New Religions in the Republic of Italy

  • Michael W. Homer
Part of the Critical Issues in Social Justice book series (CISJ)


Italy provides one of the friendliest environments in continental Europe for new religious movements. While France, Belgium, and Germany have legitimized religious stigmas and placed restrictions on both old and new religious movements, Italy has become a trendsetter in creating laws and procedures that foster religious liberty in its increasingly pluralistic society. Italian courts have struck down the application of laws enacted before the fall of fascism, and they have reported opinions favorable to movements like The Family, the Unification Church, and the Church of Scientology. Despite the strong influence of the Catholic Church, anticult movements in Italy are small and have no significant influence on government policies. One religious scholar (Introvigne, 2002, p. 8) has recently observed that so far the Italian legal model for protecting religious minorities has exceeded the “wildest dreams” of sociologists who are convinced that converts to new religious movements make “rational choices” in a “religious marketplace.”1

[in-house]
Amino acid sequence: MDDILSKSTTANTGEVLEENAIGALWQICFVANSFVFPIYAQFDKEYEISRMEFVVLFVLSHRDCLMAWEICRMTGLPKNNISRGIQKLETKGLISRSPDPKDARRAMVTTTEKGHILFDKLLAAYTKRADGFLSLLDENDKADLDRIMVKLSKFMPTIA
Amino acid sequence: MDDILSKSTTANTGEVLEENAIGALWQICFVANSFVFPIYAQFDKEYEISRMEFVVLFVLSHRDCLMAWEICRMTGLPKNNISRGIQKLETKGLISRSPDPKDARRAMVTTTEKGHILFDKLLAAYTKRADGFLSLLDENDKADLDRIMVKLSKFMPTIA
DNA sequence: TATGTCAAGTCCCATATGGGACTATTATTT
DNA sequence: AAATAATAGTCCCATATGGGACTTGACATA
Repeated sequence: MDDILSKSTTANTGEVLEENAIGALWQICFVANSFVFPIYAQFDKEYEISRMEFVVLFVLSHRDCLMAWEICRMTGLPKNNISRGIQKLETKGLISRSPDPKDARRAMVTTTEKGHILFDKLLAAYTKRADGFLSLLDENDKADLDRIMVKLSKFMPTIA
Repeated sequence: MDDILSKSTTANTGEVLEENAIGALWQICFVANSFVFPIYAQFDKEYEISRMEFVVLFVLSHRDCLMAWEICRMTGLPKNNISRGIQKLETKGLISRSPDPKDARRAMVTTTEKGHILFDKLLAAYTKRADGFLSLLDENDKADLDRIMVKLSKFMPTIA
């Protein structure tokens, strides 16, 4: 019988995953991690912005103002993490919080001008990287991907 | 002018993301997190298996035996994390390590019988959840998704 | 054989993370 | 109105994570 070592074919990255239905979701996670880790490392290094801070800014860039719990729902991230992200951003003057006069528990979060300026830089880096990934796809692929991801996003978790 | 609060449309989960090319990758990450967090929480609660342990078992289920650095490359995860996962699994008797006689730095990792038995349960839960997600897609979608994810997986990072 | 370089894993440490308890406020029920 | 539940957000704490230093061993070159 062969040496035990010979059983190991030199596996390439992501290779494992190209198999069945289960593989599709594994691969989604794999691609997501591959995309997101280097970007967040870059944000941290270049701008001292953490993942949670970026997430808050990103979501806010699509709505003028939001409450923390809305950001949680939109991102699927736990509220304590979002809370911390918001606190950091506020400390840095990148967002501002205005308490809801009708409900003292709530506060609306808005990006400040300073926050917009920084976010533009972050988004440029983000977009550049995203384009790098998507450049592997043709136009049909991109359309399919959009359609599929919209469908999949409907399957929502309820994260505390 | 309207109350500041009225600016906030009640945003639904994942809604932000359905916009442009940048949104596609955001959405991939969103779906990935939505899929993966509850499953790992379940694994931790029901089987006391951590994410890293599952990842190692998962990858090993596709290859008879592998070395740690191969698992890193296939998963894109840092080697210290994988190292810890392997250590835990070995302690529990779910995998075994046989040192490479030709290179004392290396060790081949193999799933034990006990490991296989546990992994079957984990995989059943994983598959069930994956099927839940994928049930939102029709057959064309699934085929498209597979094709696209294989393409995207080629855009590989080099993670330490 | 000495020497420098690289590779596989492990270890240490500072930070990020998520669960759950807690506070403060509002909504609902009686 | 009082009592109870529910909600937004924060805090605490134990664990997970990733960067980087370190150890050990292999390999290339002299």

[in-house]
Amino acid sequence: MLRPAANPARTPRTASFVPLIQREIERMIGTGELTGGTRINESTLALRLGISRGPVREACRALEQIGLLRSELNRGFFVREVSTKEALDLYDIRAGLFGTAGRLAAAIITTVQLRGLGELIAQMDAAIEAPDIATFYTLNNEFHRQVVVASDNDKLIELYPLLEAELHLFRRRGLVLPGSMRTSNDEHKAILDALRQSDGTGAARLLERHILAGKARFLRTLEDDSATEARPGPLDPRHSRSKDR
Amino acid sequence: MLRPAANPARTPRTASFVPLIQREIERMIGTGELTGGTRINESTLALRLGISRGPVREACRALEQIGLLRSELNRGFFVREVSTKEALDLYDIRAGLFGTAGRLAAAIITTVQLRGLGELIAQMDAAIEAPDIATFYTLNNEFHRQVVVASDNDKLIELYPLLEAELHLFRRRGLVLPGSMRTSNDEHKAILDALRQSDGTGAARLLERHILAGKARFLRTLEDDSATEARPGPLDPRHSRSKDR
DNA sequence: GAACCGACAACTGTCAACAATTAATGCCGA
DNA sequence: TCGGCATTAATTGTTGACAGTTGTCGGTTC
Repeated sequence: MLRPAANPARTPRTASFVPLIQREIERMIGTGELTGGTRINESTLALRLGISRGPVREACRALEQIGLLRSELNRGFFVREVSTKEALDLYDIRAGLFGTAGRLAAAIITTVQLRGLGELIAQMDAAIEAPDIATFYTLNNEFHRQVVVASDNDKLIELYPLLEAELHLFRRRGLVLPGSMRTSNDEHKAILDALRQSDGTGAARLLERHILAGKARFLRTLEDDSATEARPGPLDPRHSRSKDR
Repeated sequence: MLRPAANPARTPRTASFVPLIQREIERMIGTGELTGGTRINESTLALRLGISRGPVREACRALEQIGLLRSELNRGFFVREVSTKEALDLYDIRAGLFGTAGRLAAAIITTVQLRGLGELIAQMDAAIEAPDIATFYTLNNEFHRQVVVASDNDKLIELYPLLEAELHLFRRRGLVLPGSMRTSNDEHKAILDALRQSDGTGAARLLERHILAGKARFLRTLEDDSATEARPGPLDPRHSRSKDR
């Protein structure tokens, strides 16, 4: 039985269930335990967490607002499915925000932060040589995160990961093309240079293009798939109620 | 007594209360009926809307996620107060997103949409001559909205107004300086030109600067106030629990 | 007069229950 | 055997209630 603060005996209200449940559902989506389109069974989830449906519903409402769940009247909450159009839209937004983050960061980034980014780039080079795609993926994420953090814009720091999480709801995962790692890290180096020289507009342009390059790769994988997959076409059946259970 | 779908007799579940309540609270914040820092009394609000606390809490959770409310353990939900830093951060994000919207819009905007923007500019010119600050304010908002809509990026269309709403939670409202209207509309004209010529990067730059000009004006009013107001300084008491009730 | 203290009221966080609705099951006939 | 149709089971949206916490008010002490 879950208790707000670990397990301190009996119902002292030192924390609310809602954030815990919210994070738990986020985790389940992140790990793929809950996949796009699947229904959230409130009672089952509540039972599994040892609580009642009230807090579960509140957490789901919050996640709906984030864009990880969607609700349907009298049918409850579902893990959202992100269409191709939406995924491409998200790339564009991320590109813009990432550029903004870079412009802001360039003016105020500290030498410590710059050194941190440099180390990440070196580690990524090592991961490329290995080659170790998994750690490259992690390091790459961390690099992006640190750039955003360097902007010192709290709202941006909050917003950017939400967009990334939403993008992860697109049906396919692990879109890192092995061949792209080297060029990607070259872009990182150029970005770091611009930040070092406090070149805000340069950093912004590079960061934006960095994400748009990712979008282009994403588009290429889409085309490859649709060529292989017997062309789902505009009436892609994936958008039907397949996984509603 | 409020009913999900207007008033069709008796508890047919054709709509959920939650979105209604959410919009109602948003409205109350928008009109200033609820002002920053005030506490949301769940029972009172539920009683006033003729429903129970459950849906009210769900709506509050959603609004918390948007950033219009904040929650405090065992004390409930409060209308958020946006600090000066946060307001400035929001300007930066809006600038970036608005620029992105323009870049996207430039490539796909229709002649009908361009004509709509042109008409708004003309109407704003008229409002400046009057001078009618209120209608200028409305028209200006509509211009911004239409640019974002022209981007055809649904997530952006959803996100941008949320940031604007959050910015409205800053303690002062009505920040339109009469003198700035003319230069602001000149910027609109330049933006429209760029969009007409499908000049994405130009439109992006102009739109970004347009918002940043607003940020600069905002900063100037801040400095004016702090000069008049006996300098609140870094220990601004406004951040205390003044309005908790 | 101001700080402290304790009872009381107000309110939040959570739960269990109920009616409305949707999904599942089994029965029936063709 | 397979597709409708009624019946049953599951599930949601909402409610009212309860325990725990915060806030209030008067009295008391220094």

Religious Freedom Religious Minority Religious Movement Religious Liberty Religious Body 
These keywords were added by machine and not by the authors. This process is experimental and the keywords may be updated as the learning algorithm improves.


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© Springer Science+Business Media New York 2004

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  • Michael W. Homer

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